Conversations: Improving Relationships with Teachers

Read Time:  min |  Teachers

Teacher Counselor Relationships

Have you had a relationship with a teacher that did not get off on the right foot? A teacher who is resistant to a suggested intervention? Check out these tips for improving relationships with teachers in your building. When we work collaboratively with teachers, students succeed.

[su_divider top=”no” style=”double” divider_color=”#5d94cd” link_color=”#000000″]

Counselor KeriDuring a time when I was split between two buildings, I had a teacher who expressed some resistance in regards to implementing a behavior support plan for a student. Because I was only in the building 1-2 days per week, it was sometimes difficult to be seen as a team member. In an effort to prevent this relationship from becoming negative, I asked the teacher if we could have lunch together one day and offered to pick up lunch from her favorite restaurant. We ate together and really got to know each other. She shared with me about the stress she was feeling in the classroom and how the behavior support plan felt like “one more thing” piled on her plate. We agreed that the plan itself was not really the issue and agreed to meet outside of school to do some self-care together! Making the effort to get to know this teacher as an individual rather than just a “resistant colleague” resulted in one of my best professional relationships and friendships.

-Keri from Counselor Keri

[su_divider top=”no” style=”double” divider_color=”#5d94cd” link_color=”#000000″]

Social Emotional WorkshopThe teachers at my first job had never had a school psychologist that did more than test. They didn’t know what to make of me, my behavior plans, and counseling. After a few months of stalled interventions, I realized I needed to be purposeful about my relationships with teachers just like I was with students.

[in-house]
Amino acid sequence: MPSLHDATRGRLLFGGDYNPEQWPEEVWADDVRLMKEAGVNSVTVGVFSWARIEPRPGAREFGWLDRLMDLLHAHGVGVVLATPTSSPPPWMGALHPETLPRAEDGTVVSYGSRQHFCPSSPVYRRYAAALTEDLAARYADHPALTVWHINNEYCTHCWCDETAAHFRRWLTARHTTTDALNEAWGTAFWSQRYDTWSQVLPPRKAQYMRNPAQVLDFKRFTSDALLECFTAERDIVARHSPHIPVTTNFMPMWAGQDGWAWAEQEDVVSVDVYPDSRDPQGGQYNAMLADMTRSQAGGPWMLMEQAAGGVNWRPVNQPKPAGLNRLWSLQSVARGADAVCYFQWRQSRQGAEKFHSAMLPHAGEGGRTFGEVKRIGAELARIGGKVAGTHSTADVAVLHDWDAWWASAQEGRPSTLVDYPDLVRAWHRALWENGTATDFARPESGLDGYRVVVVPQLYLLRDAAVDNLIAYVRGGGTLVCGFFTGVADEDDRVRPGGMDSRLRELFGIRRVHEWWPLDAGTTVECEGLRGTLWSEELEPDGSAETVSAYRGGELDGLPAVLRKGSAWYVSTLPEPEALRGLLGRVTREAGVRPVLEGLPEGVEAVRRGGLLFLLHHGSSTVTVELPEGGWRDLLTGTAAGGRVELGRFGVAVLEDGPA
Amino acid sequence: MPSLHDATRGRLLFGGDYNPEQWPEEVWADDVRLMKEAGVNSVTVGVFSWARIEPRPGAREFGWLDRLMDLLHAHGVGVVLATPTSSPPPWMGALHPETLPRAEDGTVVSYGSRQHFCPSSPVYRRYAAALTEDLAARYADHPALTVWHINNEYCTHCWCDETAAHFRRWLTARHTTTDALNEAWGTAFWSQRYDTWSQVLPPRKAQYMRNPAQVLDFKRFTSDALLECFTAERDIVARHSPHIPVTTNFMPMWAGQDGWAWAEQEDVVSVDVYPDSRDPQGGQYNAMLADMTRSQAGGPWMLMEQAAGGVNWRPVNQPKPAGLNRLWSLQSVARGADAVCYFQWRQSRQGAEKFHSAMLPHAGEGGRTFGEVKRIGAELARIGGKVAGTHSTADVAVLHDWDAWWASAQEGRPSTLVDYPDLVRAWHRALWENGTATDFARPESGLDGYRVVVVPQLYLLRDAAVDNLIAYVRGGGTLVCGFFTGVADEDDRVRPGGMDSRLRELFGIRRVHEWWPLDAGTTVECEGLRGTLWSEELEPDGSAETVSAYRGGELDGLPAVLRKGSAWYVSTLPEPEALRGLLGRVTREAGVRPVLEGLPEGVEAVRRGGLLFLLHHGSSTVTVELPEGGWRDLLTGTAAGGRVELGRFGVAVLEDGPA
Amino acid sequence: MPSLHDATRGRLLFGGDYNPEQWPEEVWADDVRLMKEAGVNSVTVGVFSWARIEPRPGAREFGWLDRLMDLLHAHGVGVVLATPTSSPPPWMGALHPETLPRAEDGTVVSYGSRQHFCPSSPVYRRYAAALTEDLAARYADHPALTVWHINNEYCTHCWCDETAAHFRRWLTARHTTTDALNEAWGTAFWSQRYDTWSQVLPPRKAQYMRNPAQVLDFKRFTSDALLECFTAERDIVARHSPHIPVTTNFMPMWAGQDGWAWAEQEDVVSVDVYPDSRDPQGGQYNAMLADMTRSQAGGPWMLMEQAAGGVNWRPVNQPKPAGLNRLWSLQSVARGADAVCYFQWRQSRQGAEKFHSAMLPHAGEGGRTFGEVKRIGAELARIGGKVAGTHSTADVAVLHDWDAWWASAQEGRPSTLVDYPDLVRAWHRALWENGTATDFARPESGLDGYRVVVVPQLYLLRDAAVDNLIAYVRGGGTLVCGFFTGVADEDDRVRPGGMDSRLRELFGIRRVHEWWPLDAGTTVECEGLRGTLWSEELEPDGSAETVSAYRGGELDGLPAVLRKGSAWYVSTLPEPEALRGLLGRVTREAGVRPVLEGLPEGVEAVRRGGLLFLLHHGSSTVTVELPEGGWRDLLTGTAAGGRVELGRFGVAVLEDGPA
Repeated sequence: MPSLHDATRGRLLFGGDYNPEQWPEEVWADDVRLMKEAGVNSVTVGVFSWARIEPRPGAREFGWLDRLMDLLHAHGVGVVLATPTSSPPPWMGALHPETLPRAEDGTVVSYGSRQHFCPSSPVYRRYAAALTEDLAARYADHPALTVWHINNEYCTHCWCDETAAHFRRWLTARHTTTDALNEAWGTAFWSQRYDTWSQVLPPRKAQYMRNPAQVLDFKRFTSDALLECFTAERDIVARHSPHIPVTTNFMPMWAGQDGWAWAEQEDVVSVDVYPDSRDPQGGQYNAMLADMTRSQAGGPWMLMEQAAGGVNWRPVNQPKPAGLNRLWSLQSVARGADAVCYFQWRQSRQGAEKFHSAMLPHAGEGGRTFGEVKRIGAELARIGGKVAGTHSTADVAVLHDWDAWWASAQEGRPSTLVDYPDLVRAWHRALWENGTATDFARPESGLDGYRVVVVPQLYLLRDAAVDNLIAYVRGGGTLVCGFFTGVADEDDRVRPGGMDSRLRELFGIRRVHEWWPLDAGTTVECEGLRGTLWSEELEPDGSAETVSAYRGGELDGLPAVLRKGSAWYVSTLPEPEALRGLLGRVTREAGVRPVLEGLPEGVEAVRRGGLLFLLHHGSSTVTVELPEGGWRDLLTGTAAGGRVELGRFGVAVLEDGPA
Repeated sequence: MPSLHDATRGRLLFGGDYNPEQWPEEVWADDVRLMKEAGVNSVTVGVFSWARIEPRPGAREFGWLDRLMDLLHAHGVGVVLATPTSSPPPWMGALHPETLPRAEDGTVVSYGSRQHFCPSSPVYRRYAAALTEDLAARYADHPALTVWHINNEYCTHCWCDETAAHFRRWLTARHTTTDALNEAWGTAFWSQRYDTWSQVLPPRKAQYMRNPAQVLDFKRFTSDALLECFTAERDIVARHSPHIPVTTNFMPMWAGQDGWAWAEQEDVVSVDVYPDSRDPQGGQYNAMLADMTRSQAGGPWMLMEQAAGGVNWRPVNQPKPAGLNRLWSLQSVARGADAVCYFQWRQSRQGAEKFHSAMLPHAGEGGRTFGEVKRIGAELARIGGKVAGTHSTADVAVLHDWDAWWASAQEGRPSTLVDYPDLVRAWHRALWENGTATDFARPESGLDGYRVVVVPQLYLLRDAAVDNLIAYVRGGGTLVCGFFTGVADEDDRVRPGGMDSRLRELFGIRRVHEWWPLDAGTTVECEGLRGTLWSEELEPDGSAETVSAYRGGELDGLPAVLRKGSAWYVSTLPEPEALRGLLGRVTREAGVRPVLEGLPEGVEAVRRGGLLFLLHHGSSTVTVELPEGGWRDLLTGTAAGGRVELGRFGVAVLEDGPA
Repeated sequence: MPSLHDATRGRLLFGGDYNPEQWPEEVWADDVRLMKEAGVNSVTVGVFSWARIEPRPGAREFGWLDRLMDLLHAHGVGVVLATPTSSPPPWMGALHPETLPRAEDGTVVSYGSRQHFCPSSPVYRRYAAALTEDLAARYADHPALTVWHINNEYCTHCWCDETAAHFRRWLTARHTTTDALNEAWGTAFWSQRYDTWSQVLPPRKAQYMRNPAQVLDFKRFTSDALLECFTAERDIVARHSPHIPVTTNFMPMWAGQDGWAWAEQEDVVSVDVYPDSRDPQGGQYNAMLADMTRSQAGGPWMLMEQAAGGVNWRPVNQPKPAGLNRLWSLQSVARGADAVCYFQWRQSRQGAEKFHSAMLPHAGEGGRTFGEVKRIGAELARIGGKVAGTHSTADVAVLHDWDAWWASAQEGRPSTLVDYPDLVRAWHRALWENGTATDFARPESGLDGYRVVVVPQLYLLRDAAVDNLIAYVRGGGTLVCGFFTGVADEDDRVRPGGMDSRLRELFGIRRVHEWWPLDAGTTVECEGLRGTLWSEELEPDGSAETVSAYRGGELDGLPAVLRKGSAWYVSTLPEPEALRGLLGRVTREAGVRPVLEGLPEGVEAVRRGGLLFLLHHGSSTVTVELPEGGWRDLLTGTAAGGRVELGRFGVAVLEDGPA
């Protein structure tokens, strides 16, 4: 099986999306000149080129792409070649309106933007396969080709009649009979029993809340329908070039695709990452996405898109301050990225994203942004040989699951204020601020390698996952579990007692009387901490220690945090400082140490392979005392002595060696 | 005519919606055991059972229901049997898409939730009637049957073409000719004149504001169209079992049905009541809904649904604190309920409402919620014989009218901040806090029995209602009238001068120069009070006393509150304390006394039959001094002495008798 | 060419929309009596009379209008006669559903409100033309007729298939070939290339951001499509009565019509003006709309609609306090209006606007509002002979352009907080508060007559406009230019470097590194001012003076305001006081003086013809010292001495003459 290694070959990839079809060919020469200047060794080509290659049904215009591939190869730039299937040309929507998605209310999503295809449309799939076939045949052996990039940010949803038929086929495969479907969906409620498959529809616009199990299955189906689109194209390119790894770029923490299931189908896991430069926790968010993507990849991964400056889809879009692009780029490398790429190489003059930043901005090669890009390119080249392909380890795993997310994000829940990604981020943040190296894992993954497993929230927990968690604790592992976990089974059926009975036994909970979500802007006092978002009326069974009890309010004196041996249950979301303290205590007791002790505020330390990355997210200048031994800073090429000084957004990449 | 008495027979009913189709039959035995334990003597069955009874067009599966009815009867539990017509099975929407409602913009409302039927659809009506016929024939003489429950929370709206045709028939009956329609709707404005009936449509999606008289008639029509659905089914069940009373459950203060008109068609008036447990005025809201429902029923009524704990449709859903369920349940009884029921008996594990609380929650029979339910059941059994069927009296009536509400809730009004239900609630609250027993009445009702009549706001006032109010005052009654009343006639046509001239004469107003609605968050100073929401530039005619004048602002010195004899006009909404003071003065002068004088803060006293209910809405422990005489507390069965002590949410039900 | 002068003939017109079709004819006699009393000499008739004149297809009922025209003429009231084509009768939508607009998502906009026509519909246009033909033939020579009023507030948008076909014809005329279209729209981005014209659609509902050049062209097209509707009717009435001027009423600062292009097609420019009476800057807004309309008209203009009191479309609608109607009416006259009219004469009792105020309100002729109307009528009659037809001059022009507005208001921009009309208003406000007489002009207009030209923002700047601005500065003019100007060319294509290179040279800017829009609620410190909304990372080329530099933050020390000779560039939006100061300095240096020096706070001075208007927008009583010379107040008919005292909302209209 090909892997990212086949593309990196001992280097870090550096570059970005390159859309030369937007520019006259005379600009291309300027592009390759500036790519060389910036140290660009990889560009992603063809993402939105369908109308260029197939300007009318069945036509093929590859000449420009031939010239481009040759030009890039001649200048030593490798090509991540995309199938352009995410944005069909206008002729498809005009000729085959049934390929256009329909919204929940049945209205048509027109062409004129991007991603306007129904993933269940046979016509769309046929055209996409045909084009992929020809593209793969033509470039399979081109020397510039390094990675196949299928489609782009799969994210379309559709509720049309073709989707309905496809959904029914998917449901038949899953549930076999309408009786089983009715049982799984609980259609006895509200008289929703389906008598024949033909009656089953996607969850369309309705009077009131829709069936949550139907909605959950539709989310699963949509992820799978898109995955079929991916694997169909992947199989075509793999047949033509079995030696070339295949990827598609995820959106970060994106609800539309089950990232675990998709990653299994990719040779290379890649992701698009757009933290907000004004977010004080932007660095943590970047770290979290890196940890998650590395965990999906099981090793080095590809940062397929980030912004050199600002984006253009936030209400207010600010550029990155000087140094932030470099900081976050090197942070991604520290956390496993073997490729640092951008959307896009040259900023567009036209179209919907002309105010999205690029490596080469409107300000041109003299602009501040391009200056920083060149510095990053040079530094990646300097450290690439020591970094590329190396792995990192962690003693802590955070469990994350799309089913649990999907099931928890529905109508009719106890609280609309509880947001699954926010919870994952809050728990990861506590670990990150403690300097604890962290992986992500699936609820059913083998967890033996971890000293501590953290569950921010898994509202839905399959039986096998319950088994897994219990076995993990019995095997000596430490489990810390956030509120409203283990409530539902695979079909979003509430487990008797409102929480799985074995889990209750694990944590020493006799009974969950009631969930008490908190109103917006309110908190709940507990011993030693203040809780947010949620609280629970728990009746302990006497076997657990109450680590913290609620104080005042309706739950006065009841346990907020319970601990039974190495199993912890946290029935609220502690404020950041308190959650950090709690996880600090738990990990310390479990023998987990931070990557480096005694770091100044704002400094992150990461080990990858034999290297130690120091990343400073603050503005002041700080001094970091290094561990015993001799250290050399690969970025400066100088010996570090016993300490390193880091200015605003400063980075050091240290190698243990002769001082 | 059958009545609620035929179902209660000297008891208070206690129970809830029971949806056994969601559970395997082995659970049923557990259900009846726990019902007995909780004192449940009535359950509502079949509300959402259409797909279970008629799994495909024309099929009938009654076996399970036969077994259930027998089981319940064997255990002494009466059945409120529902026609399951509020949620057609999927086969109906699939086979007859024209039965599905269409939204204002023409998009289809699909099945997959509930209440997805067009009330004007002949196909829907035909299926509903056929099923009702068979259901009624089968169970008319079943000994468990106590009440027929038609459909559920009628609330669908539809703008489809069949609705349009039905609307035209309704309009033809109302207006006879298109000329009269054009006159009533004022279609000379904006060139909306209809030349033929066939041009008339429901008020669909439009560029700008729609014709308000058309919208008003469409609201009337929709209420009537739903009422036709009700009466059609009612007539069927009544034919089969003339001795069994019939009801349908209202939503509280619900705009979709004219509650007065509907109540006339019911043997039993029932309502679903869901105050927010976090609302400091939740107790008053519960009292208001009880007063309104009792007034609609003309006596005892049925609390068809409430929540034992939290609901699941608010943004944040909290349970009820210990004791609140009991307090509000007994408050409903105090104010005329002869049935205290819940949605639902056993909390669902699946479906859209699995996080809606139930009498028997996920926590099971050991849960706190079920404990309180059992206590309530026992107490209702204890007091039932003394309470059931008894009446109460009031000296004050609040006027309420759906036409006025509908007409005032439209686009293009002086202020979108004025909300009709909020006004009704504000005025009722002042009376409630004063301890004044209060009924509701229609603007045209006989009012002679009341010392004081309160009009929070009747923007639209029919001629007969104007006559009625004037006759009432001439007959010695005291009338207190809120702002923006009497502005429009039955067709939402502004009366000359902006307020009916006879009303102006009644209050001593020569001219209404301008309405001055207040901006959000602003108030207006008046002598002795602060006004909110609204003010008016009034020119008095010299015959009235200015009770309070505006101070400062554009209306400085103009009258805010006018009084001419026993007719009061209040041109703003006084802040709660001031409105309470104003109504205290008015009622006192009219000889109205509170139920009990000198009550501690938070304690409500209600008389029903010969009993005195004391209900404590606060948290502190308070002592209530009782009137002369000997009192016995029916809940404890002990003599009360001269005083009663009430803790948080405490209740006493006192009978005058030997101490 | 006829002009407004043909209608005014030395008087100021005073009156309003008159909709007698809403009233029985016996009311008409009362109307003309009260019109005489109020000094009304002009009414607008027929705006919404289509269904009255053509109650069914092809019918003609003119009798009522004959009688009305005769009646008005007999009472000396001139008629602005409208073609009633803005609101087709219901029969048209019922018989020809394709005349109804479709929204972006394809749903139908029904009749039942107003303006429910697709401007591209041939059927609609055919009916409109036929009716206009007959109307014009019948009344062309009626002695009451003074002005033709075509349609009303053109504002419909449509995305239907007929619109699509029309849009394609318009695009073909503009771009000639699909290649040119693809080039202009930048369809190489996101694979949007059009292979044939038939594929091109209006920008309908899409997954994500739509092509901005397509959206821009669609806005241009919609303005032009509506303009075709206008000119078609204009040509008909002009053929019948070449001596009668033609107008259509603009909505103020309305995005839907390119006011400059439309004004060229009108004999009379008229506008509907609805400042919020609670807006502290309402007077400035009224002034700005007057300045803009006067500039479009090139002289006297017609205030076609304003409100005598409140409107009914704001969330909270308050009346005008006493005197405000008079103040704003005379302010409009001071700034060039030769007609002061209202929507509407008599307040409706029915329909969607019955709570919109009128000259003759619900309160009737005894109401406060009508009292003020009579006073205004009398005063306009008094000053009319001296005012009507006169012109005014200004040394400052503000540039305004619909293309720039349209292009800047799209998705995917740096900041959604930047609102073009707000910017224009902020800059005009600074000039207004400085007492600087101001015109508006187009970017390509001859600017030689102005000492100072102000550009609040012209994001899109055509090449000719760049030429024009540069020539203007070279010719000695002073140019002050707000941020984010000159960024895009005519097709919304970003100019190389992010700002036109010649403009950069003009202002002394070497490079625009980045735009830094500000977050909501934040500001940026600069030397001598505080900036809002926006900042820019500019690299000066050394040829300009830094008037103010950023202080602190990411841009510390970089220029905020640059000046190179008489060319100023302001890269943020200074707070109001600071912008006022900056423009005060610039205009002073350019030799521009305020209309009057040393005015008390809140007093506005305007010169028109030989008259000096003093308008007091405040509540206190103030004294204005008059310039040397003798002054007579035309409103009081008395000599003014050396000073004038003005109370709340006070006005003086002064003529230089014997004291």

Before school each morning, I went around to the classrooms. I picked one or two grade levels and I chatted with teachers and helped them set up for the day. We discussed concerns they had, easy strategies they could try, and made notes to reconnect about what worked and what didn’t. This consistent and easy interaction made all the difference for me, teachers, and most importantly our students.


Check out my other tips on how to develop relationships with teachers this year.

-Laura from Social Emotional Workshop

[su_divider top=”no” style=”double” divider_color=”#5d94cd” link_color=”#000000″]

The School Counselor Is InDeveloping positive relationships with teachers is so important. Throughout my career as a school counselor, there have been times when I have felt a teacher did not particularly care for me.  Because of this, I spent a lot of time feeling upset and at a loss of what to do.  One simple thing I do now, which has made a HUGE difference, is taking note of important events that are going on in their life and taking the time to acknowledge them.  An example of this is at the beginning of the school year, I write down all program performances and other important class events that will take place during the coming months. On the day of those events, I will leave a note of encouragement and small treat on that teacher’s desk as a way to show care and support. This small gesture has been well received and has helped me strengthen my relationships with all teachers in a positive manner.

-Jodi from The School Counselor Is In 


Improving relationships with teachers. Consulting with teachers in schools is a big part of a school counselor's success.